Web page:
Some producers of concrete use fly ash in concrete. What is fly ash? And what does using fly ash in concrete accomplish?
Fly ash (aka flue ash) is often used as a replacement for Portland cement in the production of concrete.
As the Federal Highway Administration describes it, fly ash “is the finely divided residue that results from the combustion of pulverized coal.”
Origins of Fly Ash
Where does it come from? The FHA explains that, too, in tremendous detail.
“Fly ash is produced by coal-fired electric and steam generating plants,” the FHA writes. “Typically, coal is pulverized and blown with air into the boiler’s combustion chamber where it immediately ignites, generating heat and producing a molten mineral residue. Boiler tubes extract heat from the boiler, cooling the flue gas and causing the molten mineral residue to harden and form ash. Coarse ash particles, referred to as bottom ash or slag, fall to the bottom of the combustion chamber, while the lighter fine ash particles, termed fly ash, remain suspended in the flue gas. Prior to exhausting the flue gas, fly ash is removed by particulate emission control devices, such as electrostatic precipitators or filter fabric baghouses.”
And then what? This is where producers of precast concrete enter the picture. Fly ash is added to Portland cement concrete, in addition to a number of other applications. These additional uses of fly ash include asphalt filler and soil stabilization.
“The use of fly ash in Portland cement concrete (PCC) has many benefits and improves concrete performance in both the fresh and hardened state,” the FHA writes. “Fly ash use in concrete improves the workability of plastic concrete and the strength and durability of hardened concrete. Fly ash use is also cost-effective. When fly ash is added to concrete, the amount of Portland cement may be reduced.”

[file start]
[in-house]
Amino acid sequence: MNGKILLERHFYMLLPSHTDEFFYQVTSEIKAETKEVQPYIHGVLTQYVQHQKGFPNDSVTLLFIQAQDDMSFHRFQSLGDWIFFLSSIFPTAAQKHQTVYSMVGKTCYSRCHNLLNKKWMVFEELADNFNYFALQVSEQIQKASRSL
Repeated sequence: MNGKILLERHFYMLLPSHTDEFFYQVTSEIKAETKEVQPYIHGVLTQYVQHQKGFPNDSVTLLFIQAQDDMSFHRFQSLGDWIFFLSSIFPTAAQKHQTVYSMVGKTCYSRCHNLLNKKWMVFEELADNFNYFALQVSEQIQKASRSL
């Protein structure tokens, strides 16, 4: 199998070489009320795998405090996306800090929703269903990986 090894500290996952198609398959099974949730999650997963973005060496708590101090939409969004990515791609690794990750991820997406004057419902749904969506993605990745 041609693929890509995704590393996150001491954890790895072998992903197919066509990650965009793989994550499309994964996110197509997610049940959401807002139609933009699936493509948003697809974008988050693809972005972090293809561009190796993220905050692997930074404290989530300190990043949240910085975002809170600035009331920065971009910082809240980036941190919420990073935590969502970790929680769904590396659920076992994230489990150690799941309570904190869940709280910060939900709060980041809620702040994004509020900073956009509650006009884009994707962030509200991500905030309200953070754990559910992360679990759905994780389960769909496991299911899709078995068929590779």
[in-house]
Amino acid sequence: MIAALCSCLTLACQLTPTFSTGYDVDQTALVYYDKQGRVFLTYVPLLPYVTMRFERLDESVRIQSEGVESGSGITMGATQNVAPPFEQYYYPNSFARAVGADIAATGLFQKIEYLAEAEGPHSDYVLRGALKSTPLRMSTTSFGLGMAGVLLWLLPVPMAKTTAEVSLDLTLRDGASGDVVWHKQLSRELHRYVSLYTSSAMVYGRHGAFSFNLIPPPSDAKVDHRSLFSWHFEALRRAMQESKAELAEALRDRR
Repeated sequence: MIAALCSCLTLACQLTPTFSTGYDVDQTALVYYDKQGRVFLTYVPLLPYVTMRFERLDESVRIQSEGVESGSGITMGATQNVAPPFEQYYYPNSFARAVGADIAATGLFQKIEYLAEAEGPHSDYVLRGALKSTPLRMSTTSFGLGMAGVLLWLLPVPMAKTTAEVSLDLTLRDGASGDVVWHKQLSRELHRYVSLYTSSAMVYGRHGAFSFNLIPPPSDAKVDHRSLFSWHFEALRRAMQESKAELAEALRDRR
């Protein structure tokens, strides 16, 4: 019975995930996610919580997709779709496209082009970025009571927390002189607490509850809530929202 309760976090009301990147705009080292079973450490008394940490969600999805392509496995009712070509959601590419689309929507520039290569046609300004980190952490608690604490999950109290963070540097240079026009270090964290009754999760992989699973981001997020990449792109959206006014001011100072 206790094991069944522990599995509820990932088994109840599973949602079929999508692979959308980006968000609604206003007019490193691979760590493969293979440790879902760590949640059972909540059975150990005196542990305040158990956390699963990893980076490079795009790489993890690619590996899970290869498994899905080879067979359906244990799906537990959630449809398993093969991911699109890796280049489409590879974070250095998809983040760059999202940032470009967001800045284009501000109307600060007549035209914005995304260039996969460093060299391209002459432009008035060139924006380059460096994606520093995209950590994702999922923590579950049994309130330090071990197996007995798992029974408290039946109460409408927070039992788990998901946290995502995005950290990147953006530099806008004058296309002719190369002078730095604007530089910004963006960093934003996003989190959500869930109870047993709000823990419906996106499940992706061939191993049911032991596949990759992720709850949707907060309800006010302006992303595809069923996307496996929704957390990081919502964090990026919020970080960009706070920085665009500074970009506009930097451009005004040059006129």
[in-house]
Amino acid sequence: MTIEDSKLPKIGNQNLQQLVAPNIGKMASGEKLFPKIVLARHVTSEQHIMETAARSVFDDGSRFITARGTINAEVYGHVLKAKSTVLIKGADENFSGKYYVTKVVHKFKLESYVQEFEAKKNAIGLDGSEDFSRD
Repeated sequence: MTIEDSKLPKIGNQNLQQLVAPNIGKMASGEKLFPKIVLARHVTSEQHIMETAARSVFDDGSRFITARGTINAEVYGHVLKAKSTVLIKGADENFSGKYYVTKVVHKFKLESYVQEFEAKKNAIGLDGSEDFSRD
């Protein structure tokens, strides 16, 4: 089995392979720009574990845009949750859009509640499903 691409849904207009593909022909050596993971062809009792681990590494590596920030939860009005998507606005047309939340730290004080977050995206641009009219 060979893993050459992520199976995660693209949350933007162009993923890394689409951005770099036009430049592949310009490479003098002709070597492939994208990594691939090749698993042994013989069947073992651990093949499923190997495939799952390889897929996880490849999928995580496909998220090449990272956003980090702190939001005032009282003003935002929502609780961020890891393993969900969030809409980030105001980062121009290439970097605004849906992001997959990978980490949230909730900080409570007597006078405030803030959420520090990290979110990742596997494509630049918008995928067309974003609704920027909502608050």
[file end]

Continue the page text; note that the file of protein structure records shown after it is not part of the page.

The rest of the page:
Using this ash in concrete means the finished product is stronger, more durable, and less permeable to water.
Best of all, using fly ash in concrete means there will always be a demand for it, eliminating the need to send the ash to landfills. In fact, before the enactment of strict environmental measures, fly ash used to be released directly into the sky during coal firing.
The FHA lists four “significant environmental benefits” of using fly ash in concrete.
- Increases the life of concrete products
- Reduces energy use, greenhouse gases, and other adverse air emissions
- Reduces the amount of coal combustion products dumped in landfills
- Conserves natural resources and materials.
Fly ash can also be used as a replacement for clinker, which is a main component of Portland cement.
As we explained in a blog post on the different types of sustainable concrete, “The making of cement — a big component of concrete — itself can be a laborious process. Clinker … is created by heating waste materials at very high levels, creating an ashy substance. In some specific applications, fly ash can be used as a replacement.”
So there you have it! Using this material in concrete helps manufacturers continue to provide concrete products to contractors and developers. And it helps maintain ecologically friendly production standards.